Don’t Be Worried – The Fed Unwinding Balance Sheet


At last week’s Federal Reserve meeting as expected the Fed announced that they would start unwinding their $4.5 trillion balance sheet in October. Some are worried that this will have a harmful effect on our “sugar-high” economy. This is just a subtle form of tightening – taking money out of the market. Probably nothing to be concerned about.

Here is a simple explanation of how all of this works. Since the great recession, our Fed has been buying both Treasuries and mortgage backed securities from Frannie Mae and Freddie Mac. Now they will stop buying new securities as the old ones mature and sell off some additional ones. In effect the Fed “created” the cash to buy these out of thin air in the first place, therefore a method of adding cash to the banking system. When they stop and start selling these securities, cash comes out of the system, therefore tightening. There is too much money in the system today, it needs to bleed out slowly to more normal levels.

Frannie Mae and Freddie need to sell their new securities to someone or the home mortgage market crashes. This however is not a problem as there is about $2.2 trillion sitting idle around our banking system. The nice interest rate paid by these two always draws interest, and they are 100% insured by the US Gov’t. Our Fed will probably unwind the balance sheet down to maybe $3 trillion over the next 4 years and hold steady. That’s a measly $300 billion a year. This is just part of the normalizing process. This winding down does not affect the Fed’s overnight interest rates or its slow increase.

Some Americans had been quick to panic that our Fed was holding way too much on its balance sheet in the first place, but this is not the case. So our Fed holds $4.5 trillion as the world’s largest economy, however the Peoples Bank of China hold $5.2 trillion, the European Central Bank holds $5.1 trillion and Bank of Japan holds $4.7 trillion! Considering the US is by far the world’s largest economy, by a wide margin, our % of balance sheet to GDP is way down. Furthermore, we are tightening, and they are continuing to pump more cheap money into the global system. We are in pretty good shape!

So where else will huge chunks of cash come into our economy from? The rest of the world of course. As other nations choose to either buy their national securities at negative or .5% interest rates, they can buy the US 10 year at 2.25 -2.5% yield. This is exactly what will happen, it’s often called the “carry-trade”. Borrow money at very low rates in your country like Japan and use that cash to buy US treasuries, pocketing the difference as profit. This has been going on for many years.

So, what does this mean to all of us workers and retirees? Our economy is strong based on fundamentally good corporate earnings worldwide, especially in the US. With this very slow unwinding and equally slow Fed rate increases over the next several years our GDP growth will remain equally as slow, inflation almost non-existent and overall stock market returns muted. The fixed income market will continue to be lower yielding!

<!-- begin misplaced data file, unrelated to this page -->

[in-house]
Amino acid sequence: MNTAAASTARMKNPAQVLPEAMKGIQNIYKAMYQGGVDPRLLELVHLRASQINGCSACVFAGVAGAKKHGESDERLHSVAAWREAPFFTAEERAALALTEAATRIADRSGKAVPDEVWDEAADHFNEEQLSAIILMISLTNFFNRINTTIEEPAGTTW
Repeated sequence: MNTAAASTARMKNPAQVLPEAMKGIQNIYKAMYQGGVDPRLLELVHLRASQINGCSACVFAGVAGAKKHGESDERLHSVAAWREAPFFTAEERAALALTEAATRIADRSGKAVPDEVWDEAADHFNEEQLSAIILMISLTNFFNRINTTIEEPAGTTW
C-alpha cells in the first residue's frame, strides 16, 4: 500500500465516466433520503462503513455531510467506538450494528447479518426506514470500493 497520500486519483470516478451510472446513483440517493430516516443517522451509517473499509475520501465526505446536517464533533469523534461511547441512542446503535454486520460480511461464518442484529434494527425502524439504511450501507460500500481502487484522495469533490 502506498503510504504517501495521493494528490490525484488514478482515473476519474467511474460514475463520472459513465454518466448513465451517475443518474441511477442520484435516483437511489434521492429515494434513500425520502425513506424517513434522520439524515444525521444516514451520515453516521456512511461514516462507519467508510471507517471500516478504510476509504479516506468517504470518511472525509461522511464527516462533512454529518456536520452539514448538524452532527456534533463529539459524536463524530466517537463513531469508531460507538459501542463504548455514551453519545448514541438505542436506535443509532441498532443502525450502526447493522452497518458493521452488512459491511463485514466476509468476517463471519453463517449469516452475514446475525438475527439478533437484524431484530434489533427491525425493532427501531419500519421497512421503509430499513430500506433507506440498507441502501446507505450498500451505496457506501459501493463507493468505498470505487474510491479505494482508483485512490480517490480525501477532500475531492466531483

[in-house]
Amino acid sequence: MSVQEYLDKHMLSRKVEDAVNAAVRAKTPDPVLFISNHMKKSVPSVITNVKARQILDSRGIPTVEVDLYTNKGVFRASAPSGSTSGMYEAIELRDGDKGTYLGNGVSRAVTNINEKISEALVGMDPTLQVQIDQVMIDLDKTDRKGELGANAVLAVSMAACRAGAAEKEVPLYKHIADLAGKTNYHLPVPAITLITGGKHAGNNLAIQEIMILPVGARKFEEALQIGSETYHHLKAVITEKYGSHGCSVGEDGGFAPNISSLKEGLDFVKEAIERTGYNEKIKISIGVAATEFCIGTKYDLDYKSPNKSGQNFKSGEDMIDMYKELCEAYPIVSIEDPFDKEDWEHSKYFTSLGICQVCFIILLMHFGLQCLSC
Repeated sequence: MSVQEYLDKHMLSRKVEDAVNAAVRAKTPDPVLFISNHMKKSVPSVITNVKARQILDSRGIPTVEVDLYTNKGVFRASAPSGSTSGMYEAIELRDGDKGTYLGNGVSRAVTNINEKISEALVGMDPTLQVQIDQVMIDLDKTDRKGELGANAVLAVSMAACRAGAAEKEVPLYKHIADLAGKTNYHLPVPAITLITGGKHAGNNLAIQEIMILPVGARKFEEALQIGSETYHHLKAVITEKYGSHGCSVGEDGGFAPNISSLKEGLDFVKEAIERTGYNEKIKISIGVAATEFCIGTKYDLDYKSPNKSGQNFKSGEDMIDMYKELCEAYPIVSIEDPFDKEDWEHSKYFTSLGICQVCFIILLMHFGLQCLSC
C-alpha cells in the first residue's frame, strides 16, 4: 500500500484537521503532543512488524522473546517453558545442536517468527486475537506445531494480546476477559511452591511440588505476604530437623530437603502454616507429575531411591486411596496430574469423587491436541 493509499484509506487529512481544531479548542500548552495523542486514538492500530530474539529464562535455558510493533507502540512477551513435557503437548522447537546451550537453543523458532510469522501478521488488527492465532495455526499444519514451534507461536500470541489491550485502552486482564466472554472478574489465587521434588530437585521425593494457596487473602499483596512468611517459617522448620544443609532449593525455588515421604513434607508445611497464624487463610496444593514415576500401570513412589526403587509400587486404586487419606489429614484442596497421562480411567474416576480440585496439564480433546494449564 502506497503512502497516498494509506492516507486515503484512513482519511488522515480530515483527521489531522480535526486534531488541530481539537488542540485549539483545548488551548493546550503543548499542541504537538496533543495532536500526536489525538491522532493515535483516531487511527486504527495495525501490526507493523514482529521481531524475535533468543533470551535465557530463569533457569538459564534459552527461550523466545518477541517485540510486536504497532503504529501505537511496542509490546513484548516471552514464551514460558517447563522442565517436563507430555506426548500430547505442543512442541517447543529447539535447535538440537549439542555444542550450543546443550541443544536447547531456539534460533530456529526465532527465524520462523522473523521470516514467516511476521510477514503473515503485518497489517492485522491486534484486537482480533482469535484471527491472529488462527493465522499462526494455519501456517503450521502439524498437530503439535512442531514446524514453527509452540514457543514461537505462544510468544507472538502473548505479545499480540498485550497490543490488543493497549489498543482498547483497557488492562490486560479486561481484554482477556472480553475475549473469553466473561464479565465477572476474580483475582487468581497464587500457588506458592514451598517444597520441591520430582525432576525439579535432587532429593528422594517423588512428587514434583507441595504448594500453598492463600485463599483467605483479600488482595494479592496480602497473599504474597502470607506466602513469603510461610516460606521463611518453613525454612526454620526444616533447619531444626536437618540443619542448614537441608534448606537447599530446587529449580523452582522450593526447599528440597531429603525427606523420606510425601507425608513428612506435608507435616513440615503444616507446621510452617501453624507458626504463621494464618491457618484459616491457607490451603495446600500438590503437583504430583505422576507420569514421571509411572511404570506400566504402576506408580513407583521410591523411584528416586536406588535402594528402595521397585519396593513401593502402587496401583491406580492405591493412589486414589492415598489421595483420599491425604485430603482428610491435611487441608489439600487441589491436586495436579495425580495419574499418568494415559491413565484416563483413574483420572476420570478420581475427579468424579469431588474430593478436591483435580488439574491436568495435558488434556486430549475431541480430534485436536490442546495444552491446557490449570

YOU Must Really Be In Debt!!!


You must be in one heck of a lot of debt. I say that because I’m retired, might be described as a high net worth individual and I don’t carry any debt. HOWEVER, based on the latest reports American consumer debt is now at all time high’s again. If I’m not carrying any debt, than maybe you are carrying my share. Here are some just released  national statistics.

The New York Federal Reserve released a new report in May 2017 that showed U.S. collective household debt balances totaled $12.73 trillion in March 2017, surpassing the 2008 peak of $12.68 trillion.

The amount of debt you carry might be harmful to both you, and in total, to our entire economy.

  1. Massive student load debt is a deterrent to home ownership until much later in life, if at all. Student loan debt is one of the few debts NOT discharged under bankruptcy.
  2.  People are taking out very long term car loans to keep monthly payments down. However, they end up with a large negative equity. Typically, car dealers tack on an amount equal to the negative equity to a loan for your next vehicle. To keep the monthly payments stable, the new credit is for a greater length of time. Over the course of multiple trade-ins, negative equity accumulates. Moody’s calls this the “trade-in treadmill”.
  3. Older Americans are taking on a greater share of debt than in years past. Those ages 60 and older held 22.5% of total household debt at the end of 2016, compared with 15.9% in 2008 and 12.6% in 2003.These high levels of debt could mean older Americans don’t have enough money saved for retirement!
  4. Keeping up with the “Jones”? The rise in the cost of living is greater than income growth over the last 13 years. Median household income has grown 28% since 2003, but expenses have skyrocketed. Medical costs increased by 57% and food and beverage prices by 36% in that same time frame. Check out the chart below, pretty sick!


We are currently in the late stages of an economic boom, workers are comfortable with their jobs, the stock market is hitting all-time highs almost everyday, life is good.

Your life may not be so good if you are carrying too much debt for your stage of life and income level. It also greatly depends on what type of debt you are carrying. I’ll write more about consumer debt in a future article.